Anyone familiar with Asian court dramas will be familiar with the "plan to depose the ruler" plotline. Often, court dramas are so isolated from the rest of the country and the other classes that they can have a romanticized feel to them. The point is to be drawn in by the dazzling visual spectacle and then root for the protagonists, even when they do terrible deeds. The evil are truly evil and the good get retribution one way or another. The intrigue of multi-layered plots is rarely coupled with a plague outbreak and utter mishandling of resources that affect the rest of the country.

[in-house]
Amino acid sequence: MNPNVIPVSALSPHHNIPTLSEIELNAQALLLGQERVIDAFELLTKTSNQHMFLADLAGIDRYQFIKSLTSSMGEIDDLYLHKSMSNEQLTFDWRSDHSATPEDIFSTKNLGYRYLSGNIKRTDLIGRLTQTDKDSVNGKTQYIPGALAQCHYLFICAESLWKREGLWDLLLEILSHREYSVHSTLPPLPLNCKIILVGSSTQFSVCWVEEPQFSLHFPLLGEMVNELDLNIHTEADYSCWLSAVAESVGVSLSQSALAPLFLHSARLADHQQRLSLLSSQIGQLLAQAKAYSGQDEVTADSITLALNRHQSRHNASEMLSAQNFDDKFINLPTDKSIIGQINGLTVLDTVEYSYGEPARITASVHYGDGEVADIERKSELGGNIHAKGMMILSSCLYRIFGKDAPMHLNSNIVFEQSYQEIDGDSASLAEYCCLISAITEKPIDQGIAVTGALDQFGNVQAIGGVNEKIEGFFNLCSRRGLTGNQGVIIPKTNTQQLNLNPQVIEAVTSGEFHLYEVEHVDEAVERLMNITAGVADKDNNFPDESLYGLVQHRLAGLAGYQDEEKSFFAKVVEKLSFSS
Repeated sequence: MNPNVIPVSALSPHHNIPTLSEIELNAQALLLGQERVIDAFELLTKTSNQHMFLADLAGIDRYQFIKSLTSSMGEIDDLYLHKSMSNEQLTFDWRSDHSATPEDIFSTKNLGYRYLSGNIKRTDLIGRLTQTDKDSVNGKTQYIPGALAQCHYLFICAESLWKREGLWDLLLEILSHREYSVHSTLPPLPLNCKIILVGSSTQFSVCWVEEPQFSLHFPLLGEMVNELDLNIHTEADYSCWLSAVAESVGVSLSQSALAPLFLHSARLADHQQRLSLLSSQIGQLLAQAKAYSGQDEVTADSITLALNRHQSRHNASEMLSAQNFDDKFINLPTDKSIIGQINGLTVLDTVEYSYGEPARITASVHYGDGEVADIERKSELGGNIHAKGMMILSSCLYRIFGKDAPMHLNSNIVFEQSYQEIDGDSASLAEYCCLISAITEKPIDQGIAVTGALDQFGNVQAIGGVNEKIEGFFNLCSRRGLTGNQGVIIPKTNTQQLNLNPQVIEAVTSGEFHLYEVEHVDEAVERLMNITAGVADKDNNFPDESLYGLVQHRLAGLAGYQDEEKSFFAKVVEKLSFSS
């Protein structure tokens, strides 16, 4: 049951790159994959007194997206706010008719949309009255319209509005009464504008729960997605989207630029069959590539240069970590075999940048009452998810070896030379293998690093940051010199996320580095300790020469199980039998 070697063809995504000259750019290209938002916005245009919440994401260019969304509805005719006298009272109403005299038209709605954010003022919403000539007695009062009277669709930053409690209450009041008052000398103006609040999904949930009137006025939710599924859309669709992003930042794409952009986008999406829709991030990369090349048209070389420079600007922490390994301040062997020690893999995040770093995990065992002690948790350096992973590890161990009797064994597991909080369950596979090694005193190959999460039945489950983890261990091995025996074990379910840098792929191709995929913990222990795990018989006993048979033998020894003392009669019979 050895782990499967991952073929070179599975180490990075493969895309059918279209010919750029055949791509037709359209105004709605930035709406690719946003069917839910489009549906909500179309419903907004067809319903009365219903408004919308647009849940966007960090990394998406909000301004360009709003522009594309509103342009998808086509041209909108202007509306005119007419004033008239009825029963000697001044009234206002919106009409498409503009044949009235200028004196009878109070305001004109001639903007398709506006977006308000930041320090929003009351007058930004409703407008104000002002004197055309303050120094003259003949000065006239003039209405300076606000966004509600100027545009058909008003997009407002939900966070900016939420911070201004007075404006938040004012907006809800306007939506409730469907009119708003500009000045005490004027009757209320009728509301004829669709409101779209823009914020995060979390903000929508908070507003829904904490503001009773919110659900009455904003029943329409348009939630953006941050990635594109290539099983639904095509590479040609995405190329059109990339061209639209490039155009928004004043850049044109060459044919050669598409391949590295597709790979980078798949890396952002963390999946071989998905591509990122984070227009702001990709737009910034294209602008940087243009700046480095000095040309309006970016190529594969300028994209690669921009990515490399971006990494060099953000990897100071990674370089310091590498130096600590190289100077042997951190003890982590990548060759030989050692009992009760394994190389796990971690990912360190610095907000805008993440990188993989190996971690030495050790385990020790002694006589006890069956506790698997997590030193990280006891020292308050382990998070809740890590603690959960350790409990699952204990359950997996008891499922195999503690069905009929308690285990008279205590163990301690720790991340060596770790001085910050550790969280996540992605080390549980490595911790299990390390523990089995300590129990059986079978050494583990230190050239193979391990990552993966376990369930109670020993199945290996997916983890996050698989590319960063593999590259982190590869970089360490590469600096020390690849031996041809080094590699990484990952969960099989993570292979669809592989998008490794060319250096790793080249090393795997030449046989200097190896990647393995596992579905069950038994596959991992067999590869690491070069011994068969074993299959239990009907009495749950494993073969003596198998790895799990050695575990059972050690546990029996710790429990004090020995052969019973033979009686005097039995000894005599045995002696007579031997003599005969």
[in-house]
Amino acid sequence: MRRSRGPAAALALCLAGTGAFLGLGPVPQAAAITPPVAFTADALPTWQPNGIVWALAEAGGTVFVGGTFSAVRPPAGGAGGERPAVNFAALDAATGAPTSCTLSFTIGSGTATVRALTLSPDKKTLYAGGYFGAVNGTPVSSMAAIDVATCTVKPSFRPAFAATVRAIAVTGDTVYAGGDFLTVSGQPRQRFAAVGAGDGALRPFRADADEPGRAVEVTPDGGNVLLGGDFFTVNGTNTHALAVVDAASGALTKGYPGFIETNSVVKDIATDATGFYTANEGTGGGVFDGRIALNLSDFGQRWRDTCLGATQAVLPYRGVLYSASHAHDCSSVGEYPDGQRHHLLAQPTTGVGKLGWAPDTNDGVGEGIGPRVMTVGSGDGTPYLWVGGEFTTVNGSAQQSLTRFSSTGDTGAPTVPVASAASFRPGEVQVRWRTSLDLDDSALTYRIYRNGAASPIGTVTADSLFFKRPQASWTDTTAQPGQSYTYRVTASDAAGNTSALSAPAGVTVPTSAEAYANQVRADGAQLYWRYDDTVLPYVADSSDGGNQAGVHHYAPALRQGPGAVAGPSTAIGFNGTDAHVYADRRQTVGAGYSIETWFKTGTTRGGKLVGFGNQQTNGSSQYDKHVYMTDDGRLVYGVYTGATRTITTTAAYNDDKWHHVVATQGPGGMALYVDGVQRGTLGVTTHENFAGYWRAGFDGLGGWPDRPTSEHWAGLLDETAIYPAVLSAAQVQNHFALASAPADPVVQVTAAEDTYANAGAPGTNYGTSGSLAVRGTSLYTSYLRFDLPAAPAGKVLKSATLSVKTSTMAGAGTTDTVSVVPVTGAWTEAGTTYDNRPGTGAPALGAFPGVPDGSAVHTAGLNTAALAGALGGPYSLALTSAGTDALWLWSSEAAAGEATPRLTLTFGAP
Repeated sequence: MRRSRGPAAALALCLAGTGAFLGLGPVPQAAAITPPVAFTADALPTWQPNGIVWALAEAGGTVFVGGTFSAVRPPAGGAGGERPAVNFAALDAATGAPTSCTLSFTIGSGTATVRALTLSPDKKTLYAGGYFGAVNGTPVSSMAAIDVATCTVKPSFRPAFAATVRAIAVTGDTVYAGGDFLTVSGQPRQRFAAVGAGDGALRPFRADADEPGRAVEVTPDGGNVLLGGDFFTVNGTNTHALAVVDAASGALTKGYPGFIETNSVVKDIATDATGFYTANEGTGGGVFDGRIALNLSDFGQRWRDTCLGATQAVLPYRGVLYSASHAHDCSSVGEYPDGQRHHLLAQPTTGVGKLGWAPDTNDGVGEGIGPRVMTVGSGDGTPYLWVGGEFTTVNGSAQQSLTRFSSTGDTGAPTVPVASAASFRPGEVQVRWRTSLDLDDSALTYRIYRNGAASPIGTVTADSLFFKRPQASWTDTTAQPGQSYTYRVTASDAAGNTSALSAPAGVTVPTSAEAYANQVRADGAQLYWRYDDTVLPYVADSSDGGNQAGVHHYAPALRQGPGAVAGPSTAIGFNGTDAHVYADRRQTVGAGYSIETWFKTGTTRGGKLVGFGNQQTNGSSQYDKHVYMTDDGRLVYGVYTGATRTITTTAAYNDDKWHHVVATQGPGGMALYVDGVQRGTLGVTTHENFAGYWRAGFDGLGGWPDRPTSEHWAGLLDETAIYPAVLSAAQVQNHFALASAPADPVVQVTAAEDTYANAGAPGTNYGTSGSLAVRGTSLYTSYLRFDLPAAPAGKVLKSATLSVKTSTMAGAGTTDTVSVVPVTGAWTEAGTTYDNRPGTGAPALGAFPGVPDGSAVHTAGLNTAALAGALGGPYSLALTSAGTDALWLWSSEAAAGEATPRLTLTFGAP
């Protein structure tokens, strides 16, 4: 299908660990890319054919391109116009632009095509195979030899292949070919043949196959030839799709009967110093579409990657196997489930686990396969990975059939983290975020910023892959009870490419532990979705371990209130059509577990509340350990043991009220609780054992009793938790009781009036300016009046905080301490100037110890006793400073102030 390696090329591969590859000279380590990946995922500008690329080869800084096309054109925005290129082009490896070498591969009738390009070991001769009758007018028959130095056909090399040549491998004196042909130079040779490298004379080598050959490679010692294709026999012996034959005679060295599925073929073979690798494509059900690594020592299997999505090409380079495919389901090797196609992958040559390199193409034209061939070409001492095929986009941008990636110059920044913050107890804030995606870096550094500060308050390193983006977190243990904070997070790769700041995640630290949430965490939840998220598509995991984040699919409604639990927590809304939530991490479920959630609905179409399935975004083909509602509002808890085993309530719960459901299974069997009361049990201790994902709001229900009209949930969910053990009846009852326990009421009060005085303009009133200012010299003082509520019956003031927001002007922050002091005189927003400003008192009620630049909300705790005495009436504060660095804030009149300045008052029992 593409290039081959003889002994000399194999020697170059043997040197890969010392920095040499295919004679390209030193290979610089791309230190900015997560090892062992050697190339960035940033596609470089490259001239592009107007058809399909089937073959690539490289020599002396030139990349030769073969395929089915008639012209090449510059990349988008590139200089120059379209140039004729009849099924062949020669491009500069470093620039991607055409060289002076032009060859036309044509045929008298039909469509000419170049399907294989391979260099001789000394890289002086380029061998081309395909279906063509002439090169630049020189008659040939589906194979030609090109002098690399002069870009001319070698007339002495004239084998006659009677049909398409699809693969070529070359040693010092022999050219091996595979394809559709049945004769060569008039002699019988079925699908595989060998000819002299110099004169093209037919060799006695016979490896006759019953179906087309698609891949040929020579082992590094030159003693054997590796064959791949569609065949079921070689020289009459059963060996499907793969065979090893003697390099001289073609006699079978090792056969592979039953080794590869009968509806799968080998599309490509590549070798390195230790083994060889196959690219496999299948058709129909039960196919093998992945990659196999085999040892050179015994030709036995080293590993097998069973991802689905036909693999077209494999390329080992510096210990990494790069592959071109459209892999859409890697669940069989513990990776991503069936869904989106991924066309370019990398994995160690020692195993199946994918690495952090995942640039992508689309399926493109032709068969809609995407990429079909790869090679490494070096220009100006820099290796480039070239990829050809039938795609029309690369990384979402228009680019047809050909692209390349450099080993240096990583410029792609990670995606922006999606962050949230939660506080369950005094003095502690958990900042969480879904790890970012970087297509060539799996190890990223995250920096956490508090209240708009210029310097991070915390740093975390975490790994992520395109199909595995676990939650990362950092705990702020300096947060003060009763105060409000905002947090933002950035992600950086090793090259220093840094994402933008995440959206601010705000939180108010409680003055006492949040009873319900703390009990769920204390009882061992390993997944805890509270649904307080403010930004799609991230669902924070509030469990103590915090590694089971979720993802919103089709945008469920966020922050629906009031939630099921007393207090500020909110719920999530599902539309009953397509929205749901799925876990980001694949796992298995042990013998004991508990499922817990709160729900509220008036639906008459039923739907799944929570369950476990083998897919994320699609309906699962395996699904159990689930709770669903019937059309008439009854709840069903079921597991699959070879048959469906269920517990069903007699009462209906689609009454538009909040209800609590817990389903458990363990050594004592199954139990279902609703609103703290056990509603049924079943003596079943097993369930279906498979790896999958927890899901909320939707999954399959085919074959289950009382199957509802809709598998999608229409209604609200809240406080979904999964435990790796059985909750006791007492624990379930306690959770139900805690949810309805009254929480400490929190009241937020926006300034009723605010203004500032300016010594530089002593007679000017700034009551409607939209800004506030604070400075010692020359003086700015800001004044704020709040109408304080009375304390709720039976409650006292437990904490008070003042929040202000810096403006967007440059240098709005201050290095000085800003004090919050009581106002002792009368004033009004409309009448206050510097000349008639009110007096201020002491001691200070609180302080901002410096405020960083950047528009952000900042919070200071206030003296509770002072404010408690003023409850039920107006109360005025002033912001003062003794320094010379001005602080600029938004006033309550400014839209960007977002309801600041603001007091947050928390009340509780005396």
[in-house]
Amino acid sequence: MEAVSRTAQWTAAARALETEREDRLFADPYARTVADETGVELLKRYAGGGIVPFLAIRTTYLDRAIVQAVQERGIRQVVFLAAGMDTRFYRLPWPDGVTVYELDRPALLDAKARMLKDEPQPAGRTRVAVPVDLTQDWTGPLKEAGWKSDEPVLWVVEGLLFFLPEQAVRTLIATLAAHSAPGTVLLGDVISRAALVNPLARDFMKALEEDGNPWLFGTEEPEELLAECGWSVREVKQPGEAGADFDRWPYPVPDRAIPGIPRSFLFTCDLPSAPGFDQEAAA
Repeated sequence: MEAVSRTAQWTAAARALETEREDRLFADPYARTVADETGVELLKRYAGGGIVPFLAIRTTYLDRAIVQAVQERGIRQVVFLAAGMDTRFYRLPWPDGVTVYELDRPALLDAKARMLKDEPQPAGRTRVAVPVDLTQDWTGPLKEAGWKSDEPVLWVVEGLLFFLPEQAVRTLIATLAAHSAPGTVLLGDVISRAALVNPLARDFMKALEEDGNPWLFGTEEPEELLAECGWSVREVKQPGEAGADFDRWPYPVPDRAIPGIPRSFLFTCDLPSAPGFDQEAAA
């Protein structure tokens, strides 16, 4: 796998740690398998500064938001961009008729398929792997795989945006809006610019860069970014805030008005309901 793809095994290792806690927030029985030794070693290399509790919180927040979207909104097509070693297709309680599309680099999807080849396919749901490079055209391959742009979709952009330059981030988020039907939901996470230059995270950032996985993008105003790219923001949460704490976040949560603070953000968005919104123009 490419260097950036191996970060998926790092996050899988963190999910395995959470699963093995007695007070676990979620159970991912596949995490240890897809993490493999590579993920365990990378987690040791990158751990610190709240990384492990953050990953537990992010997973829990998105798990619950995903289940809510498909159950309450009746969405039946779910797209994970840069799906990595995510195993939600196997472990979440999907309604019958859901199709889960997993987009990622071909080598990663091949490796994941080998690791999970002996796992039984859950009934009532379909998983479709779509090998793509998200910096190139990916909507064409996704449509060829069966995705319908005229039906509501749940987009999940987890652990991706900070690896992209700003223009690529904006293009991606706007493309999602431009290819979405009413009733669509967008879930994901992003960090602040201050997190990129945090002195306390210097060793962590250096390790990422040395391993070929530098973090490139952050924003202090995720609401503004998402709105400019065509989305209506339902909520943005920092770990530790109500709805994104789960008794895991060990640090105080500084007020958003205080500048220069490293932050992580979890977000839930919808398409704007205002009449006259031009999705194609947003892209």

Kingdom, however, absolutely prioritizes showing the suffering of the lower classes. This is a key point to what these zombies represent and why they work as well as they do. Throughout season one, there is a focus on the wealth of the Haewon Cho clan and that of the court, as well as the desperation of the peasant class. As I said, the country is starving to the point that just to feed themselves the village we focus on resorts to cannibalism. Once the outbreak occurs, the nobility saves themselves and abandon the people they were sworn to protect (even though it doesn't quite work out the way they intended). The dead are both the representation of the hunger of the peasant class as well as the revenge on the noble classes who have grown fat, selfish, and complacent. The incompetence of some of these characters is astounding. The active cruelty and dismissal towards the peasant class is infuriating.